FL MORRIS / FMORRIS@STARBULLETIN.COM
The Mongolian Angels, Byambatsetseg Jigengombo, top, and Davaasuren Altantsetseg, perform aerial acrobatics.
Cirque is on
After delays, the entertaining show has a few minor glitches
THERE are two ways to look at the delay of opening night for Cirque Hawaii: Either the producers did not have enough faith in the performers early on or the higher-ups were giving the cast a chance to get more comfortable in their routines before the official presentation.
"Sneak Preview" dress rehearsals
» Place: Former IMAX Theatre, 325 Seaside Ave.
» Time: 6:30 & 8:30 p.m. every night, except Wednesdays
» Tickets: $55 reserved seating ($42 children 3 to 11 years of age), $65 preferred seating ($49.50 children), and $75 VIP seating ($57 children), with special packages available
» Call: 922-0017
Originally set to open in early December before the holidays, the premiere has been bumped more than a few times, and now has been tentatively pushed back to February.
Any reasons for the delay, as evidenced on a quiet Sunday night, are not on the part of the performers, but in the stage design, a few missed automated-music cues, as well as a poorly set up opening skit. The producers should use this time to clear up those problems because the performers are at the top of the learning curve and it's not likely there will be much discernible change between now and opening night for the cast.
The largest problem for Cirque Hawaii is its location, the former IMAX Theatre in Waikiki. Performers are dwarfed in the cavernous space where the movie screen was once located, and it's uncomfortable to literally look down on the mini-sized performers, trying their best to entertain the audiences from several rows below.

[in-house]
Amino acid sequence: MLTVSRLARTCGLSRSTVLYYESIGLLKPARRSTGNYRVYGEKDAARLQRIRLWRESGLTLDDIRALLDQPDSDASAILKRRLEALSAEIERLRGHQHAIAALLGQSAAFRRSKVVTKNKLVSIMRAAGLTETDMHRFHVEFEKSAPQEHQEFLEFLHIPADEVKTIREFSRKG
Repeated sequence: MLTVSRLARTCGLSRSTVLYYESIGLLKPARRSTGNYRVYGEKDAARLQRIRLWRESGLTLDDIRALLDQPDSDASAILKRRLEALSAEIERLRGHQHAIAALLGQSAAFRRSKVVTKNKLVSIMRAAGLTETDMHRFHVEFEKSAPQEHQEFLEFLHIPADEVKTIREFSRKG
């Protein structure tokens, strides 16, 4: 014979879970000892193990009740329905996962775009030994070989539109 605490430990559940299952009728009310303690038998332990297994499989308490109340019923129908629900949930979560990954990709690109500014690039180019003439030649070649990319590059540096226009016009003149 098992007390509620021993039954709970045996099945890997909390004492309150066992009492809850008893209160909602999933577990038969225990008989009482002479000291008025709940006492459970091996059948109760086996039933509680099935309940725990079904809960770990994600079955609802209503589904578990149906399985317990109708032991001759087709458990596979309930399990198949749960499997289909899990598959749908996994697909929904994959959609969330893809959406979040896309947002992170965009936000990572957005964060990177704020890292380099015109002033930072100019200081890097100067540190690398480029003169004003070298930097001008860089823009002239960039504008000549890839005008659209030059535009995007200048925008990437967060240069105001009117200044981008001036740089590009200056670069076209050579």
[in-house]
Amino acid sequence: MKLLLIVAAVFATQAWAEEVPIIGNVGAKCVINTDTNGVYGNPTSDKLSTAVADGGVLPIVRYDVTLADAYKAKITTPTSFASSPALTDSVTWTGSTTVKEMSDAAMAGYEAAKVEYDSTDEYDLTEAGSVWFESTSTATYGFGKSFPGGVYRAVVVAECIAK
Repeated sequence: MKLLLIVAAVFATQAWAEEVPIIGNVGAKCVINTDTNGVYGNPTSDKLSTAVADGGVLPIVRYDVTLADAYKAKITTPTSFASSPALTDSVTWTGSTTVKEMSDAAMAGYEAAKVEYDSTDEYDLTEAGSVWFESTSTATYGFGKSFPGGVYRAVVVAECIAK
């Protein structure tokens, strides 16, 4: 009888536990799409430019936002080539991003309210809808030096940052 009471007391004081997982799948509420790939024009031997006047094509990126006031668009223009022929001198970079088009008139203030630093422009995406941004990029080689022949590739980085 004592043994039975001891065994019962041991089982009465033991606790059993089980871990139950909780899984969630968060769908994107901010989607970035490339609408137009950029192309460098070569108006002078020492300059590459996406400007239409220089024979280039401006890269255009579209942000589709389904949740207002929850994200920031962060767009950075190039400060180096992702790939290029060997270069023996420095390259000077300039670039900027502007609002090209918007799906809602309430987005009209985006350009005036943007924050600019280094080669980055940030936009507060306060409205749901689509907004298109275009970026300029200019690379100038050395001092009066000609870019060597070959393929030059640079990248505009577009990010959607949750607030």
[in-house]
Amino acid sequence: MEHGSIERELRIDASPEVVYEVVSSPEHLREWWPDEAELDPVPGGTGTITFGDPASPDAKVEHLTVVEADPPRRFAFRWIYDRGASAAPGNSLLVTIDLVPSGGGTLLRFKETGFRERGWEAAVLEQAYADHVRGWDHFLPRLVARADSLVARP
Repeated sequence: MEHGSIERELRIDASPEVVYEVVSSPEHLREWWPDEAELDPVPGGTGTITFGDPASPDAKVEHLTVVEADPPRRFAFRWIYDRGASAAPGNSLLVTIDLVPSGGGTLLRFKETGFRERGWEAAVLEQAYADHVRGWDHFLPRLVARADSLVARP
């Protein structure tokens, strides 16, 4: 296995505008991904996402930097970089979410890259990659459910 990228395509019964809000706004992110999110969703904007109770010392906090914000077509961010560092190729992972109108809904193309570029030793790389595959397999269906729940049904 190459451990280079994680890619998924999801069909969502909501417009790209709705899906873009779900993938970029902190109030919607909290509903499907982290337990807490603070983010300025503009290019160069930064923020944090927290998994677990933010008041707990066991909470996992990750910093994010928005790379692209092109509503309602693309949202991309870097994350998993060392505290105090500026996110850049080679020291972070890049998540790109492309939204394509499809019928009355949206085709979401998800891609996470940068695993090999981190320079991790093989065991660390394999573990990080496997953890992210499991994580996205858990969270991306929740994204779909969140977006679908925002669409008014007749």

When built-ons on either side of the stage are used, with performers from previous skits dancing in the cubby hole spaces and along the light rigging, the integration between the changing cast members is seamless and interesting. But another reminder that this space was once a movie theater is the snack bar to the side and name-tagged greeters at the stage doors. (You half-expect to hear one of them saying "third door to your right.") Also, if a few of the new seats had been scaled away from the theater, it would be more comfortable for audience members, who are squashed in like sardines at $55 a pop or more for adults.
As for the show itself, there may have been a stumble or two, but that's to be expected with a live production. But a lackluster skit in which a mugging clown passes a ball back and forth between himself and the audience doesn't really hint at what's to come, or his true talents, which are later shown in his buffoonery with the rest of the cast.
The audience, however, that partly filled the theater at one of the sneak previews were in the mood to laugh at the clown from the start, as both children and adults oohed and ahhed over the tumblers and contortionists' routines.
While Cirque Hawaii may be the brainchild of a few Cirque du Soleil past or present members, this is not a Las Vegas show. It's a good show overall, and with nothing else in town of this sort, it doesn't have any competition.
There are many lovely things to Cirque Hawaii to consider: beautiful costumes, amazing individual and group performances, and good accompanying music. Just don't go in and expect something of the caliber of an "O."